"Brain scans now prove that as we age, we become increasingly optimistic." In a study from the University of Colorado Springs in which people were shown a series of unpleasant and cheerful images, "people over age 55 paid equal attention to both, while adults under age 25 focused more intently on gloomier shots."
According to the study's coauthor, Stacey Wood, PhD, "Being alert to negative information when we're young may help us survive. But as years go on and you make it through life's hardships, you gain the freedom to relax, expect good things, and fret less about bad ones."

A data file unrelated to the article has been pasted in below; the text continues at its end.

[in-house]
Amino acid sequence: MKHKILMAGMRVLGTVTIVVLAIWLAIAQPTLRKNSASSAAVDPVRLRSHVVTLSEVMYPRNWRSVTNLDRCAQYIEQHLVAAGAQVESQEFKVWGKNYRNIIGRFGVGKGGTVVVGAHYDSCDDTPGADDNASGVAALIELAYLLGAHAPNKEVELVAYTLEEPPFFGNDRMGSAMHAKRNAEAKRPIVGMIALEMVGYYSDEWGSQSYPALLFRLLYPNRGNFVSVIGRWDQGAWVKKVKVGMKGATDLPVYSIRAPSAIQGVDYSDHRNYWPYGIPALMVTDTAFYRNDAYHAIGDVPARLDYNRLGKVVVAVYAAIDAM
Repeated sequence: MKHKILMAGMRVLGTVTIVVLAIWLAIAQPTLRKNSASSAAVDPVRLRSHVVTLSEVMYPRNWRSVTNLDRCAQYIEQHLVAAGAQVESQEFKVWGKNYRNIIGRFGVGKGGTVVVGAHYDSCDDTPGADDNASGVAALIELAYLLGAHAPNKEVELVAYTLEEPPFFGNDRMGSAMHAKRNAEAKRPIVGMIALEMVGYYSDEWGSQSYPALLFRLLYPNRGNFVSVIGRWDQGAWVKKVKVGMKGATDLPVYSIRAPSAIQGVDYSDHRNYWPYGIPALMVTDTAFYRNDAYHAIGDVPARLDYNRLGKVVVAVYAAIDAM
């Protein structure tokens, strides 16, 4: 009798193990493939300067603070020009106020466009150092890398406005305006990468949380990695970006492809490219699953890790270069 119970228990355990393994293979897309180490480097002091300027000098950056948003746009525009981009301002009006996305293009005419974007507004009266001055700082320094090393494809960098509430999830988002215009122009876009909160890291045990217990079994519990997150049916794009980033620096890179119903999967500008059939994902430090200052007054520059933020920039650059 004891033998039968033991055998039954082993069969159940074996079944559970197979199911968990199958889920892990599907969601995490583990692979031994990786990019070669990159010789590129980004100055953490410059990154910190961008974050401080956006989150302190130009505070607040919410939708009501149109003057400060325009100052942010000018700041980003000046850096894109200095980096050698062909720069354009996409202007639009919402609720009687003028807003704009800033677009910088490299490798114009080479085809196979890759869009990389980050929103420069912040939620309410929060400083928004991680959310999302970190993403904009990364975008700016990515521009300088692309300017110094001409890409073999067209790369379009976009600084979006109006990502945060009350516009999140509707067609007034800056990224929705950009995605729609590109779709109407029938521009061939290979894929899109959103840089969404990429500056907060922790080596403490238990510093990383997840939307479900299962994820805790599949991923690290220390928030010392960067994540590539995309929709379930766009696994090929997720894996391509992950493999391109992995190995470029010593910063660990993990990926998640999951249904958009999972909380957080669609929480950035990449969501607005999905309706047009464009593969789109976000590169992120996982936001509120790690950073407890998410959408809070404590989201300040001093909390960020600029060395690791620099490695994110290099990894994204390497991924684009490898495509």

Perhaps this explains why few seniors flock to horror movies as younger people do. I've met a few senior "worry warts," but for the most part, I agree: we've gained the freedom to relax, expect good things, and fret less. Despite its challenges, aging has its benefits as well.
Source: "Older, Wiser--and a Whole Lot Happier," by Amanda MacMillan in Prevention, August 2007.